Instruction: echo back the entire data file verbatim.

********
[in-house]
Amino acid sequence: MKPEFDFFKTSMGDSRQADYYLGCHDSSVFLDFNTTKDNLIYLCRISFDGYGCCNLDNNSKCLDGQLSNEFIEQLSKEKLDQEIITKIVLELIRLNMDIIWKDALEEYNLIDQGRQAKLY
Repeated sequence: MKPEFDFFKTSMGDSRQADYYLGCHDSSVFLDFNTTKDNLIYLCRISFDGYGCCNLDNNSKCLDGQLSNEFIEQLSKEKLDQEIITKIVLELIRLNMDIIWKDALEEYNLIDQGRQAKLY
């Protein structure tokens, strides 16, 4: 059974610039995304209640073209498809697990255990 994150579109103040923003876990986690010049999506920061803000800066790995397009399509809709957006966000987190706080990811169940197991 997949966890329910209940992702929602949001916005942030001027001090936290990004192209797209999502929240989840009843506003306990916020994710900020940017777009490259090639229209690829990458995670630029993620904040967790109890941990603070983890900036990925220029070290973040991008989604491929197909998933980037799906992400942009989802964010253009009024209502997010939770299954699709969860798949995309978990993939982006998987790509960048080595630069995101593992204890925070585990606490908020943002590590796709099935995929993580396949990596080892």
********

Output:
[in-house]
Amino acid sequence: MKPEFDFFKTSMGDSRQADYYLGCHDSSVFLDFNTTKDNLIYLCRISFDGYGCCNLDNNSKCLDGQLSNEFIEQLSKEKLDQEIITKIVLELIRLNMDIIWKDALEEYNLIDQGRQAKLY
Repeated sequence: MKPEFDFFKTSMGDSRQADYYLGCHDSSVFLDFNTTKDNLIYLCRISFDGYGCCNLDNNSKCLDGQLSNEFIEQLSKEKLDQEIITKIVLELIRLNMDIIWKDALEEYNLIDQGRQAKLY
């Protein structure tokens, strides 16, 4: 059974610039995304209640073209498809697990255990 994150579109103040923003876990986690010049999506920061803000800066790995397009399509809709957006966000987190706080990811169940197991 997949966890329910209940992702929602949001916005942030001027001090936290990004192209797209999502929240989840009843506003306990916020994710900020940017777009490259090639229209690829990458995670630029993620904040967790109890941990603070983890900036990925220029070290973040991008989604491929197909998933980037799906992400942009989802964010253009009024209502997010939770299954699709969860798949995309978990993939982006998987790509960048080595630069995101593992204890925070585990606490908020943002590590796709099935995929993580396949990596080892």